59% Of managers said they experience missing data every day due to poor distribution results in data sets that are valuable to their central work functions. (Experian, 2016)

42% Reported accidentally using the wrong information, at least once a week. (Computerworld, 2017)

37% Of the 85% of companies trying to be more data driven, only 37% achieved their goal. (Information Age, 2019)

"I never guess. It is a capital mistake to theorize before one has data. Insensibly one begins to twist facts to suit theories, instead of theories to suit facts." – Sir Arthur Conan Doyle, Sherlock Holmes

Poor integration can make IT less efficient as well:

90% Of all company generated data is “dark.” Getting value out of dark data is not difficult or costly. (Deloitte Insights, 2017)

5% As data sits in a database, up to 5% of customer data changes per month. (Data.com, 2016)

"Most traditional machine learning techniques are not inherently efficient or scalable enough to handle the data. Machine learning needs to reinvent itself for big data processing primarily in pre-processing of data." – J. Qiu et al., ‎2016

Understand the common challenges of integration to avoid the pains

There are three types of challenges that organizations face when integrating data:

1. Disconnect from the business

Poor understanding of the integration problem and requirements lead to integrations being built that are not effective for quality data.

50% of project rework is attributable to problems with requirements. (Info-Tech Research Group)

45% of IT professionals admit to being “fuzzy” about the details of a project’s business objectives. (Blueprint Software Systems Inc., 2012)

2. Lack of strategy

90% Of organizations will lack an integration strategy through to 2018. (Virtual Logistics, 2017)

Integrating data without a long-term plan is a recipe for point-to-point integration spaghettification:

The image shows two columns of rectangles, each with the word Application Services. Between them are arrows, matching boxes in one column to the other. The lines of the arrows are curvy.

3. Data complexity

Data architects and other data professionals are increasingly expected to be able to connect data using whatever interface is provided, at any volume, and in any format – all without affecting the quality of the data.

36% Of developers report problems integrating data due to different standards interpretations. (DZone, 2015)

These challenges lead to organizations building a data architecture and integration environment that is tightly coupled.

A loose coupling integration strategy helps mitigate the challenges and realize the benefits of well-connected data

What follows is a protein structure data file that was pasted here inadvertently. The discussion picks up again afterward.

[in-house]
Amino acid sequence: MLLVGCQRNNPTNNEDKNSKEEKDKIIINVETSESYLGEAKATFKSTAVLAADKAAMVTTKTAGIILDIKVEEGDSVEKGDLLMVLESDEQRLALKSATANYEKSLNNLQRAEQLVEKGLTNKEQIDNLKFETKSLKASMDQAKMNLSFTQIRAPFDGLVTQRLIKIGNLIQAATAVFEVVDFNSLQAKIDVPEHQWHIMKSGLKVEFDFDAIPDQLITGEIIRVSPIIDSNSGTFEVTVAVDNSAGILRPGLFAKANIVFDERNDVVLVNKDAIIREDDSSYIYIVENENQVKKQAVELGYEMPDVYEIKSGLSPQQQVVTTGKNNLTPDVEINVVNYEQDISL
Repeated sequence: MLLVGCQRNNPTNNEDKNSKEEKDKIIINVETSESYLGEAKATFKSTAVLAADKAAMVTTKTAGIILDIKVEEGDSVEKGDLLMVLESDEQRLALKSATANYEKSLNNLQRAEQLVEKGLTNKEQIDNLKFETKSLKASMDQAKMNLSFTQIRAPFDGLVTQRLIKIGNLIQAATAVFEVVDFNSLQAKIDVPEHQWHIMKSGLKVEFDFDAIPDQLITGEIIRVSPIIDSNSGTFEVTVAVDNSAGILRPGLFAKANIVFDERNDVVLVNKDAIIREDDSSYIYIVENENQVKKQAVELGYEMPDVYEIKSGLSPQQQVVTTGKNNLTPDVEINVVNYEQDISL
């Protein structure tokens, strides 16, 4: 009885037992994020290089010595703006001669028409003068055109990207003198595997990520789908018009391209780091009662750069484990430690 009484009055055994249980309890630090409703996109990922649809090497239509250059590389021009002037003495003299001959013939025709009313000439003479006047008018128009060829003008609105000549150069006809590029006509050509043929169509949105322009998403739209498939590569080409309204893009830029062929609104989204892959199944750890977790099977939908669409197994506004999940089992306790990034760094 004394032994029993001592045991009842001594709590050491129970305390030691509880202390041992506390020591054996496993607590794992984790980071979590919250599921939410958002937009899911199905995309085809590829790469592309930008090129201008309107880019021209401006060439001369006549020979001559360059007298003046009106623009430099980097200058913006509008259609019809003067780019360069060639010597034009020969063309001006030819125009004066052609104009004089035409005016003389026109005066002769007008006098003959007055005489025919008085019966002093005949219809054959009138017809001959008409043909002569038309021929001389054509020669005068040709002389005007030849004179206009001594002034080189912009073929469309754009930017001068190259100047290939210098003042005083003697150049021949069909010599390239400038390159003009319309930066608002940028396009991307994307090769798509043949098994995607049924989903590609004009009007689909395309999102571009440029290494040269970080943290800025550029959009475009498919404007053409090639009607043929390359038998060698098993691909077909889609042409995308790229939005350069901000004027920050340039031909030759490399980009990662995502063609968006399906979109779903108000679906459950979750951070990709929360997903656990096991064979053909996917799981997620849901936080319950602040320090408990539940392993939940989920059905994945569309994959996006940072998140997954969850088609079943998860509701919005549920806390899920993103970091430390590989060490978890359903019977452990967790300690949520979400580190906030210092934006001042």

Loose Coupling

Most organizations don’t have the foresight to design their architecture correctly the first time. In a perfect world, organizations would design their application and data architecture to be scalable, modular, and format-neutral – like building blocks.

Benefits of a loosely coupled architecture:

  • Increased ability to support business needs by adapting easily to changes.
  • Added ability to incorporate new vendors and new technology due to increased flexibility.
  • Potential for automated, real-time integration.
  • Elimination of re-keying/manual entry of data.
  • Federation of data.

Vs. Tight Coupling

However, this is rarely the case. Most architectures are more like a brick wall – permanent, hard to add to and subtract from, and susceptible to weathering.

Problems with a tightly coupled architecture:

  • Delays in combining data for analysis.
  • Manual/Suboptimal DI in the face of changing business needs.
  • Lack of federation.
  • Lack of flexibility.
  • Fragility of integrated platforms.
  • Limited ability to explore new functionalities.

To make the most of your data, the four Vs of data must be enabled by technology

Big, fast data. The four Vs of data are typically used to describe big data. Big data architecture may require you to evaluate your existing technologies and capabilities.

1/3 Less than one-third of companies are able to deliver real-time data, despite over 50% needing it. (IOUG, 2016)

45% of companies say data quality is an inhibitor of data delivery. Source: IOUG, 2016

80% of business decisions are made using unstructured data. (Concept Searching, 2015)

1TB 55% of companies move up to 1 TB of data to analytical systems per day. (IOUG, 2016)

Velocity - Speed of data.

Veracity - Trustworthiness of data.

Variety - Diversity of data.

Volume - Scale of data.

"Architecture coupling is now a mainstream term but data coupling is rarely used. As data is the new gold, we should ensure it does not get polluted by contaminants on the way in or way out of storage." – Andy Neill, Sr. Director of Research, Info-Tech

Velocity of accurate data transmission is critical to making sure the right data gets to the right people at the right time

Velocity...is a challenge

Data velocity is:

  1. Speed at which it is generated.
  2. Frequency at which it is updated.